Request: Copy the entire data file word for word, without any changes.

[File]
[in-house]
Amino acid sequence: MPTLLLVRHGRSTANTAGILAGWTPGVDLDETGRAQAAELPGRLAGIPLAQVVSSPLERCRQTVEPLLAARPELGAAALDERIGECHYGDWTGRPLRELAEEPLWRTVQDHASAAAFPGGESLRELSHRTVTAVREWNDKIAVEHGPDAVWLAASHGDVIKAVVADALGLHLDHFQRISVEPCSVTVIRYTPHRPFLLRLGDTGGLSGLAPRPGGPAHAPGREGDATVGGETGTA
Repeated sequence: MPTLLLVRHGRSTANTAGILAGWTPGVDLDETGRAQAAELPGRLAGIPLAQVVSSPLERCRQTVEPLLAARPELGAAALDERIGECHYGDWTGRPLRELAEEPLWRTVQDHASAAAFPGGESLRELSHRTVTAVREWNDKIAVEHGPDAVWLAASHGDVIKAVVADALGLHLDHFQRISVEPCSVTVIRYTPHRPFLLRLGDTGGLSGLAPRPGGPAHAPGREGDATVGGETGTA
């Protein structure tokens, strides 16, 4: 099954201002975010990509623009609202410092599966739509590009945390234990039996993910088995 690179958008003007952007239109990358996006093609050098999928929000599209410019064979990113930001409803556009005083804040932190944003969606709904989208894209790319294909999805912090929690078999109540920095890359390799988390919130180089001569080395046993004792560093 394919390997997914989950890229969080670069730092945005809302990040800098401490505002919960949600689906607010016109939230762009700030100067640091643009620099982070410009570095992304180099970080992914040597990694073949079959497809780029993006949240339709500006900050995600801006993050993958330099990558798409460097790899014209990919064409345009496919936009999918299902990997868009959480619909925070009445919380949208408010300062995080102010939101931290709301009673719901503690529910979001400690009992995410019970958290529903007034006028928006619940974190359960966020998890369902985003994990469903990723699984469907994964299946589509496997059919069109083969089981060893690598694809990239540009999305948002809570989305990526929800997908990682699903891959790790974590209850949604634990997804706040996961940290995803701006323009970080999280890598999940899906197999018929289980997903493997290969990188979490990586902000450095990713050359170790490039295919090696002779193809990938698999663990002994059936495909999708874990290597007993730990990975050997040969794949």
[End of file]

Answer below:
[in-house]
Amino acid sequence: MPTLLLVRHGRSTANTAGILAGWTPGVDLDETGRAQAAELPGRLAGIPLAQVVSSPLERCRQTVEPLLAARPELGAAALDERIGECHYGDWTGRPLRELAEEPLWRTVQDHASAAAFPGGESLRELSHRTVTAVREWNDKIAVEHGPDAVWLAASHGDVIKAVVADALGLHLDHFQRISVEPCSVTVIRYTPHRPFLLRLGDTGGLSGLAPRPGGPAHAPGREGDATVGGETGTA
Repeated sequence: MPTLLLVRHGRSTANTAGILAGWTPGVDLDETGRAQAAELPGRLAGIPLAQVVSSPLERCRQTVEPLLAARPELGAAALDERIGECHYGDWTGRPLRELAEEPLWRTVQDHASAAAFPGGESLRELSHRTVTAVREWNDKIAVEHGPDAVWLAASHGDVIKAVVADALGLHLDHFQRISVEPCSVTVIRYTPHRPFLLRLGDTGGLSGLAPRPGGPAHAPGREGDATVGGETGTA
């Protein structure tokens, strides 16, 4: 099954201002975010990509623009609202410092599966739509590009945390234990039996993910088995 690179958008003007952007239109990358996006093609050098999928929000599209410019064979990113930001409803556009005083804040932190944003969606709904989208894209790319294909999805912090929690078999109540920095890359390799988390919130180089001569080395046993004792560093 394919390997997914989950890229969080670069730092945005809302990040800098401490505002919960949600689906607010016109939230762009700030100067640091643009620099982070410009570095992304180099970080992914040597990694073949079959497809780029993006949240339709500006900050995600801006993050993958330099990558798409460097790899014209990919064409345009496919936009999918299902990997868009959480619909925070009445919380949208408010300062995080102010939101931290709301009673719901503690529910979001400690009992995410019970958290529903007034006028928006619940974190359960966020998890369902985003994990469903990723699984469907994964299946589509496997059919069109083969089981060893690598694809990239540009999305948002809570989305990526929800997908990682699903891959790790974590209850949604634990997804706040996961940290995803701006323009970080999280890598999940899906197999018929289980997903493997290969990188979490990586902000450095990713050359170790490039295919090696002779193809990938698999663990002994059936495909999708874990290597007993730990990975050997040969794949």